Blog

Category: Employee Recognition

Goodbye 2021!

As we say goodbye to 2021 (not a moment too soon!), we share our appreciation and gratitude to:

  • Those who encouraged us;
  • Those who challenged us;
  • Those who made us laugh out loud (for what is life without laughter?);
  • Those who inspired us to think about things in new ways;
  • Those who led by example.

‘Tis the season for us to tell you how much you mean to us. Merry Christmas, Happy Holidays, and best wishes for new journeys in 2022.

The Power of Gratitude is a Multiplier

Tom Peters was so right when he noted “People don’t forget kindness.” It’s the same with gratitude.  The power of a sincere thank you cannot be overestimated. In a recent study on employee engagement, the top factor of job satisfaction was respectful treatment of employees at all levels.  Second on the list was trust between employees and management.  If you practice the first item, you achieve the second one.

It takes conscious effort to build a culture where every employee feels appreciated.  We all like to be noticed for the good things we do.  People who feel appreciated believe their work makes a difference.  They are more willing to go the extra mile because they know someone notices.

Making gratitude visible is a step you can build into your internal communications.  Here are three ways to build appreciation into your workplace culture:

Involve senior leadership– Create a year-end video of the senior management team thanking team members during this extraordinary year. 

Be specific– Don’t underestimate the power of a thank you note.  It’s low tech, but more effective than a gift card.  Be specific about how the individual contributes to the team.  Your employees will know that you are paying attention. 

Introduce a peer-to-peer recognition program– It feels great to say thank you.  That’s why peer-to-peer recognition programs are motivating to employees.  They strengthen a culture of collaboration. Tailor the program to your business, align with your company values, and make the recognition defined, public, and fun.

When you recognize people for their contributions, they perform better, trust grows and so does your workplace culture.

Employee Engagement: Still Low

Gallup’s latest study on employee engagement revealed the awful truth that only about 3 in 10 American workers are truly engaged in their work and workplace. Following the havoc of the pandemic, leaders are struggling to inspire team members to take initiative, commit to their company’s success, and be more productive.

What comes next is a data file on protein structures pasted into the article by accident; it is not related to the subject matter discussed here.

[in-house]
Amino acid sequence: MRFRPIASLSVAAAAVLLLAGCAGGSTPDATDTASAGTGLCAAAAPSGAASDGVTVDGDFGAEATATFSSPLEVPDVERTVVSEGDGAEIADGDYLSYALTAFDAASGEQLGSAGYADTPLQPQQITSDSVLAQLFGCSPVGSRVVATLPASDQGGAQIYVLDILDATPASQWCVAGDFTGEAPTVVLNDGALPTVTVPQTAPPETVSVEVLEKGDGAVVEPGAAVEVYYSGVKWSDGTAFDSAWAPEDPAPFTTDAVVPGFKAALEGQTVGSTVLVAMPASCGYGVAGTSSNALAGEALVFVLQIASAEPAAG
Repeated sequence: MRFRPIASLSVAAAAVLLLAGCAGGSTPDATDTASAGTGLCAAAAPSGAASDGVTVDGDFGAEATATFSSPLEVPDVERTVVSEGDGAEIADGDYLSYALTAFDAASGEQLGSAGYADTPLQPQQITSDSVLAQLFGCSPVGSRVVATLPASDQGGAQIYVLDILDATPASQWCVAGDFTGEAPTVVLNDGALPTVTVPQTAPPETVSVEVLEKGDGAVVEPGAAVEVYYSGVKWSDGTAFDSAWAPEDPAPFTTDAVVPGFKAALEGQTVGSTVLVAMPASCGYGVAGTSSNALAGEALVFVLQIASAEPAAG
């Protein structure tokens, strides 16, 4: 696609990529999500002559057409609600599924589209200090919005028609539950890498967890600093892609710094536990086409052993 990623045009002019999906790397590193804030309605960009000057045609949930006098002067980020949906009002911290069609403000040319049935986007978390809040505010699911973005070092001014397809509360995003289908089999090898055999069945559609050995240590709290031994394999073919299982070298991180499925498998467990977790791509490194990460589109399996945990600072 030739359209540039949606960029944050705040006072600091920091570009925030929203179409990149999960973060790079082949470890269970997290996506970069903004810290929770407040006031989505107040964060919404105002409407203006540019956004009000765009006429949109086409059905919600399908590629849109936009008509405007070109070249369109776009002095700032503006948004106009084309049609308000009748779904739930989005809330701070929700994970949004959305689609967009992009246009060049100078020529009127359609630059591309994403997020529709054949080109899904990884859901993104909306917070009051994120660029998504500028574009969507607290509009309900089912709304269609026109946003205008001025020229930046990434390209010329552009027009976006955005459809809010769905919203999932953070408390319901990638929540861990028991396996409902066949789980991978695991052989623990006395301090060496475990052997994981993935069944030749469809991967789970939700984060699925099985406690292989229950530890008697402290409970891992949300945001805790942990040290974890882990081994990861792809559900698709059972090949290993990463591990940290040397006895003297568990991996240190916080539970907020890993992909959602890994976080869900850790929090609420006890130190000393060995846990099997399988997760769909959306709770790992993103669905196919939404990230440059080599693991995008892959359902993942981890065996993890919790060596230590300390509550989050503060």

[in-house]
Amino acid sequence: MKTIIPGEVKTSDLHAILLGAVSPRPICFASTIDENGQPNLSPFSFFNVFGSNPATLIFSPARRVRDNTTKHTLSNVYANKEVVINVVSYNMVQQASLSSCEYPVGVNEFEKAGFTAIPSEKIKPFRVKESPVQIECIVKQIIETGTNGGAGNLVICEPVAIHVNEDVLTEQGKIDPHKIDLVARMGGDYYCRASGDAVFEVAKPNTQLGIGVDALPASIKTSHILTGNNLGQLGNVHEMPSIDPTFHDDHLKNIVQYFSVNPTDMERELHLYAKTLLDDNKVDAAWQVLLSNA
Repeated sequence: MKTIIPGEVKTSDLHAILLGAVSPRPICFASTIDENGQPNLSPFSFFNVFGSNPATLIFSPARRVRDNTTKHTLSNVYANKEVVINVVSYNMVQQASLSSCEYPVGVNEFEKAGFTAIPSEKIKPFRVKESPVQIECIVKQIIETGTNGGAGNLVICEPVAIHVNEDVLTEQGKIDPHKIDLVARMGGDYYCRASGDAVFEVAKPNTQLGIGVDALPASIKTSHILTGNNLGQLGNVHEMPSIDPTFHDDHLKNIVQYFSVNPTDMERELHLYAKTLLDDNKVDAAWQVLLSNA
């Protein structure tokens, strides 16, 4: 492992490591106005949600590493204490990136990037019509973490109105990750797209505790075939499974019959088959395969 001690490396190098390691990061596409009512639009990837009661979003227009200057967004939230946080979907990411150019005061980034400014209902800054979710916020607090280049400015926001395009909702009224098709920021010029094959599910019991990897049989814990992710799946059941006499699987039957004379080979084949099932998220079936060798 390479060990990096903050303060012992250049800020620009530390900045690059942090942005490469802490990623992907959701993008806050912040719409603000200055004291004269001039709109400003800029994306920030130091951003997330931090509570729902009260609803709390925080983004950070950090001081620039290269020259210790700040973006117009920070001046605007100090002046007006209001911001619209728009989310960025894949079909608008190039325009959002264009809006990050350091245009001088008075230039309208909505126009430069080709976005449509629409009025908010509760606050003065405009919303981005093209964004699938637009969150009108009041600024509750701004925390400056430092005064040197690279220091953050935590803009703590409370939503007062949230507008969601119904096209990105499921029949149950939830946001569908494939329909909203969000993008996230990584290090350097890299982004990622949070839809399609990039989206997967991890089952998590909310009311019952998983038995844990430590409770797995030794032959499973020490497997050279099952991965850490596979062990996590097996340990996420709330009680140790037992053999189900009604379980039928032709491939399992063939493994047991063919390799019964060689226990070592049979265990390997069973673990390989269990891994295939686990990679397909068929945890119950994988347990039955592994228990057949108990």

The long-running survey on engagement has shown that employees are engaged when their deeper needs to feel valued, grow and develop, maximize their strengths and make a meaningful contribution are fulfilled.  

The results of Gallop’s studies point to three specific things employees need to feel good about their jobs and be fully engaged. Here are some suggestions communications teams can use to make these three elements work for your company:

  1. Employees want a leader and a company who care about them and their development– When you truly believe employees are the company’s most valuable asset, it shines through in the frequency and manner with which you communicate with them. Let them know specifically how the company is working hard to ensure their success. Share information about important changes and initiatives as freely as possible to show employee how their contributions matter to overall business success.
  2. They’re looking for a role that matches their strengths– Every job presents interpersonal and character growth opportunities. Help employees see what mountains they can successfully climb right now and show how they can gain skills and experience on their career journey.
  3. They want to know that their contributions matter– Chances are, your employees believe—or once believed—in your company’s mission and values—what you contribute to the world at large. Keep this purpose at the core of your communications. Be sure you regularly articulate the relationship of the work employees do every day to your mission.

What’s the connection between all of these elements?  Proactive, inspiring, and consistent internal communications. It’s the most productive way to get everyone focused on priorities and engaged in their work.

How to keep your remote employees engaged

Over the past decade, technology has facilitated a major shift in how we do business.  Many workers have moved from office settings to remote working.  In 2020 this shift accelerated even more rapidly due to COVID-19 and the need to adopt social distancing for the health and safety of employees and their families.  Companies are adapting on the fly in the ways they communicate and conduct day-to-day operations.  While this shift has helped businesses stay productive, the sudden change has left some employees feeling less engaged.